The "reality gap" is often blamed on postmodernism, but this is unfair. Postmodernists were among the first to predict descent into fantasy. One of the core lessons of Theory is that the appearance of reality glitching out is actually reality imposing itself on fantasy. In the 1979 version of "Westworld," the guests enjoy a fake world full of robots that pretend to be vicious killers. When the robots actually become capable of lethal violence the guests devolve into raw panic. This wasn't supposed to happen!

More to the point, it is a pity that Jean Baudrillaud did not live to see Gavin Newsom exempt Disney theme parks from a ban on public gatherings, as the cultural utility of places like Disneyland featured Disneyland very heavily in his theories. As he said, "It is meant to be an infantile world, in order to make us believe that the adults are elsewhere, in the 'real' world, and to conceal the fact that real childishness is everywhere." So what is the problem, then?

There is no one "problem" because watching so many things fail in real time makes it obvious that the failure is diverse and cumulative. We could talk about the primacy of advertising or something closely related to it in shaping our political and media environment. We could go on to examine how decaying legacy institutions projected their own sickness and incompetence onto their rivals rather than living up to their responsibilities. And we could debate the various dueling theories of social and institutional decay that have been bandied about since 2015-2016.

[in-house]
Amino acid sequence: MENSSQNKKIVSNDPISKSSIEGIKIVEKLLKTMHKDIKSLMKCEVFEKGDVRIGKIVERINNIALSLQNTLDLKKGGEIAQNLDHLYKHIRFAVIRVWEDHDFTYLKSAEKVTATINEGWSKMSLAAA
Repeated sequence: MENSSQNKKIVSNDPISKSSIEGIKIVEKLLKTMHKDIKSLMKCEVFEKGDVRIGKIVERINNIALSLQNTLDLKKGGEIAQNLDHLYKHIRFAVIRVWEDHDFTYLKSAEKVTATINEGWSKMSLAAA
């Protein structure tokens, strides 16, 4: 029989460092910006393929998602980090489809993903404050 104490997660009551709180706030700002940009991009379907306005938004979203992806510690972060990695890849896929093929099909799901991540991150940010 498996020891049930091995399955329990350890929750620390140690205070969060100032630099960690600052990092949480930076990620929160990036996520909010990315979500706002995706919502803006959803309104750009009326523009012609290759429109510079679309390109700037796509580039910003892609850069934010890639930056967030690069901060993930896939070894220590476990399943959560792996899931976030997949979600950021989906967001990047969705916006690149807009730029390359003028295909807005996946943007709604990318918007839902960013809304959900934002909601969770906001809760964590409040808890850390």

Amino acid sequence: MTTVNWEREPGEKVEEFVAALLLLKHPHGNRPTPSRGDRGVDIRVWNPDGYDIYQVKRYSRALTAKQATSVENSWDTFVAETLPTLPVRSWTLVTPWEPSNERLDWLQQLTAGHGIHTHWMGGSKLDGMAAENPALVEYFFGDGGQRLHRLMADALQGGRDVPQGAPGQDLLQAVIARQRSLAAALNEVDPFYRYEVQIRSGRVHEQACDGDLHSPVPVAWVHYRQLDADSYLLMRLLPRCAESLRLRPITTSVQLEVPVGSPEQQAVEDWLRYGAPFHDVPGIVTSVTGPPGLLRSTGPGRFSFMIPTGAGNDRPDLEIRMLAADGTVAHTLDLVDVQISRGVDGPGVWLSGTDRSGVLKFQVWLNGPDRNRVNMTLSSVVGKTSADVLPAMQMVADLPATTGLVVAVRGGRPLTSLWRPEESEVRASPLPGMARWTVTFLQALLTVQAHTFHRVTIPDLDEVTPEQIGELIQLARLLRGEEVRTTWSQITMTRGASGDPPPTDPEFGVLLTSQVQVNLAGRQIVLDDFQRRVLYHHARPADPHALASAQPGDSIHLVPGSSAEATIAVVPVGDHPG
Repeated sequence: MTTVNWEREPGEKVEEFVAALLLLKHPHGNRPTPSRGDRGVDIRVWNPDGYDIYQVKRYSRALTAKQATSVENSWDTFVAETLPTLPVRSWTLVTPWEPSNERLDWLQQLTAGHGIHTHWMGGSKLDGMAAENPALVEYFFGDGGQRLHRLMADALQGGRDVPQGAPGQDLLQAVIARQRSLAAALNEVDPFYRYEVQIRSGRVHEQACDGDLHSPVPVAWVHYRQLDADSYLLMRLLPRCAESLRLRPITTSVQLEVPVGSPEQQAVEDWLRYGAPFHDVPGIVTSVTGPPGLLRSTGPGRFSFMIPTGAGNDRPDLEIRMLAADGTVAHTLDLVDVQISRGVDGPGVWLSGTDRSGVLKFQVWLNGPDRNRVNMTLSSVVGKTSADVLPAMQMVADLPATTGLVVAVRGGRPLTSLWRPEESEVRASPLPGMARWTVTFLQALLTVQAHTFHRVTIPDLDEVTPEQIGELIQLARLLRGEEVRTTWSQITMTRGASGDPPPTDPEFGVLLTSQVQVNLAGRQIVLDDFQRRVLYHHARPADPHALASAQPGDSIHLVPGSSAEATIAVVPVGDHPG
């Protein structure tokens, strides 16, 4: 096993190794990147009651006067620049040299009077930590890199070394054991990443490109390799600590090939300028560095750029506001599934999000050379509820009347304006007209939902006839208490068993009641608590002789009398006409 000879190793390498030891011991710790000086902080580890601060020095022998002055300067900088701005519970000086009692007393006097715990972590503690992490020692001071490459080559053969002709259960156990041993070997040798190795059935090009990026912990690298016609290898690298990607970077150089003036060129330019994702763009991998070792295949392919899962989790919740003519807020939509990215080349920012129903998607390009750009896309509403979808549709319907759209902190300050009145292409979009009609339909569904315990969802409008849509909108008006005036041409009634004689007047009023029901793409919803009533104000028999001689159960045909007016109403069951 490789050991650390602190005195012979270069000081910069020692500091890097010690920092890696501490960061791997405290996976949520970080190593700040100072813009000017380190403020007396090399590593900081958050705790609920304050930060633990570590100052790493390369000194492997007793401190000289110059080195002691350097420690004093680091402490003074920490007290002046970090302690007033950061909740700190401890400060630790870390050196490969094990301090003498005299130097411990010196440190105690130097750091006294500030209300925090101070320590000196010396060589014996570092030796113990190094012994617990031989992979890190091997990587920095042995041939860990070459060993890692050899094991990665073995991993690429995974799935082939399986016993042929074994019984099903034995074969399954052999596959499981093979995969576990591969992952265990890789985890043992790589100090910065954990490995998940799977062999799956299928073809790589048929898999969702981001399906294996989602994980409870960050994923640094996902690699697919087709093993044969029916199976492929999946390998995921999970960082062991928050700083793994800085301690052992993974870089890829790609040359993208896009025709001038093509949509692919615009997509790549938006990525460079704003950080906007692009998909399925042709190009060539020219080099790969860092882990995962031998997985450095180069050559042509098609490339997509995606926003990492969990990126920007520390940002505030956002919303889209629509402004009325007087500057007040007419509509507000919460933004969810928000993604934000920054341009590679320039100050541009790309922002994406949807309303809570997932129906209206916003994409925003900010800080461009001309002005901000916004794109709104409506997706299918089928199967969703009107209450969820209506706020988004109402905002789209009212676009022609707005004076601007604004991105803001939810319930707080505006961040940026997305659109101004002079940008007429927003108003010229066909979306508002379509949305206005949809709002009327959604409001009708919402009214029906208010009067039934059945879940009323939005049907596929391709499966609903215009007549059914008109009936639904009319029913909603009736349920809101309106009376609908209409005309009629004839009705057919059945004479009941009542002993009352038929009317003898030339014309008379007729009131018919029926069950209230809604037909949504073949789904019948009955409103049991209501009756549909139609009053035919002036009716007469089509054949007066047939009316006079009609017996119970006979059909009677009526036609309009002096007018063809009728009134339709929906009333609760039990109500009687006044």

But I would like to return to the obsession with using words to control reality. There were endless attempts early on to compare it to a less-threatening entity, the flu or even the common cold. In doing so, institutional actors tried to take something new and uncertain and fit it into a tame pre-existing mental model that they preferred. Acknowledging the virus as a creature of fate — of fortuna — would be to admit that it could collapse the elaborate machinery for making narrative and reveal the narrative-makers as utterly impotent.

Managing public health and disease was one of the core tasks that helped build the legitimacy of industrial era government in the 19th and 20th centuries. When civil servants are too burdened by bureaucratic red tape and the need to perform political face-work to properly pursue this endeavor, it is a sign that Western society has traded the substance of political competence for its appearance. And more generally, a society that cares more about declining trust in institutions than what institutions have substantively done to deserve trust — and which devotes far more effort towards managing the behavioral psychology of risk than actually reducing risk — is engaged in narrative-making as a singular pursuit above all else.